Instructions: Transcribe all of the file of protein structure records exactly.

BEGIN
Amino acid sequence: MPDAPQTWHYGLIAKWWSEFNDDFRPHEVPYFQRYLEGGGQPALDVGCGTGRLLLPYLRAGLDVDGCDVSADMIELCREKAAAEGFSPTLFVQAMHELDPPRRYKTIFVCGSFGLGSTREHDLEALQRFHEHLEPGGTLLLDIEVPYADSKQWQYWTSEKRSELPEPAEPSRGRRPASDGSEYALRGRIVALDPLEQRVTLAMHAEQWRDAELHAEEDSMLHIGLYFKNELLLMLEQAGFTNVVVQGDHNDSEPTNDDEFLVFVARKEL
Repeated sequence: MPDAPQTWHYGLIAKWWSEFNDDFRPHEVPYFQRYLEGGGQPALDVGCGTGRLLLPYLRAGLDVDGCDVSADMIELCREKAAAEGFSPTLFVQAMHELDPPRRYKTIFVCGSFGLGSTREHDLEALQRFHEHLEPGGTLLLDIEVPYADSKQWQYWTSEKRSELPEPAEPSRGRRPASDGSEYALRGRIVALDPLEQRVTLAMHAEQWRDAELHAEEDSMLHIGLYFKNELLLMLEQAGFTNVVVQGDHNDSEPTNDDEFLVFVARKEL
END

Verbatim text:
Amino acid sequence: MPDAPQTWHYGLIAKWWSEFNDDFRPHEVPYFQRYLEGGGQPALDVGCGTGRLLLPYLRAGLDVDGCDVSADMIELCREKAAAEGFSPTLFVQAMHELDPPRRYKTIFVCGSFGLGSTREHDLEALQRFHEHLEPGGTLLLDIEVPYADSKQWQYWTSEKRSELPEPAEPSRGRRPASDGSEYALRGRIVALDPLEQRVTLAMHAEQWRDAELHAEEDSMLHIGLYFKNELLLMLEQAGFTNVVVQGDHNDSEPTNDDEFLVFVARKEL
Repeated sequence: MPDAPQTWHYGLIAKWWSEFNDDFRPHEVPYFQRYLEGGGQPALDVGCGTGRLLLPYLRAGLDVDGCDVSADMIELCREKAAAEGFSPTLFVQAMHELDPPRRYKTIFVCGSFGLGSTREHDLEALQRFHEHLEPGGTLLLDIEVPYADSKQWQYWTSEKRSELPEPAEPSRGRRPASDGSEYALRGRIVALDPLEQRVTLAMHAEQWRDAELHAEEDSMLHIGLYFKNELLLMLEQAGFTNVVVQGDHNDSEPTNDDEFLVFVARKEL